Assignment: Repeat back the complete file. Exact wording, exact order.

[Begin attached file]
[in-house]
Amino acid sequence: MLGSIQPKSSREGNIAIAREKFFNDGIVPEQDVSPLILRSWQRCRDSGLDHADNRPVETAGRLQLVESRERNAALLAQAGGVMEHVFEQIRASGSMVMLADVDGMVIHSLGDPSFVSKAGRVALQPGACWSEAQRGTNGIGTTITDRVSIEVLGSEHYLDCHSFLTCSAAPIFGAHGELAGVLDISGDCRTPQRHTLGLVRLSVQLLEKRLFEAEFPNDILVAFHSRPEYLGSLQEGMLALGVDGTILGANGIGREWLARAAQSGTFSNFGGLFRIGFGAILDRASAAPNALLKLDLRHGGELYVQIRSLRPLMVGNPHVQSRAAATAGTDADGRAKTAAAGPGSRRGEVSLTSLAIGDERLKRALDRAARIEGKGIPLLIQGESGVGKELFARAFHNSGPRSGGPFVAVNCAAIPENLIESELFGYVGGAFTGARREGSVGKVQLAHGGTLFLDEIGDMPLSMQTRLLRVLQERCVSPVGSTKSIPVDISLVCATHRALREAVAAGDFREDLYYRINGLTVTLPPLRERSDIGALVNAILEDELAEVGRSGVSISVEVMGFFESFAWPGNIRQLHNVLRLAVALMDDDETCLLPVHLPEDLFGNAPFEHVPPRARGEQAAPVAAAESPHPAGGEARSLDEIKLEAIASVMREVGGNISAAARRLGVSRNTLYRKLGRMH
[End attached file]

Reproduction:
[in-house]
Amino acid sequence: MLGSIQPKSSREGNIAIAREKFFNDGIVPEQDVSPLILRSWQRCRDSGLDHADNRPVETAGRLQLVESRERNAALLAQAGGVMEHVFEQIRASGSMVMLADVDGMVIHSLGDPSFVSKAGRVALQPGACWSEAQRGTNGIGTTITDRVSIEVLGSEHYLDCHSFLTCSAAPIFGAHGELAGVLDISGDCRTPQRHTLGLVRLSVQLLEKRLFEAEFPNDILVAFHSRPEYLGSLQEGMLALGVDGTILGANGIGREWLARAAQSGTFSNFGGLFRIGFGAILDRASAAPNALLKLDLRHGGELYVQIRSLRPLMVGNPHVQSRAAATAGTDADGRAKTAAAGPGSRRGEVSLTSLAIGDERLKRALDRAARIEGKGIPLLIQGESGVGKELFARAFHNSGPRSGGPFVAVNCAAIPENLIESELFGYVGGAFTGARREGSVGKVQLAHGGTLFLDEIGDMPLSMQTRLLRVLQERCVSPVGSTKSIPVDISLVCATHRALREAVAAGDFREDLYYRINGLTVTLPPLRERSDIGALVNAILEDELAEVGRSGVSISVEVMGFFESFAWPGNIRQLHNVLRLAVALMDDDETCLLPVHLPEDLFGNAPFEHVPPRARGEQAAPVAAAESPHPAGGEARSLDEIKLEAIASVMREVGGNISAAARRLGVSRNTLYRKLGRMH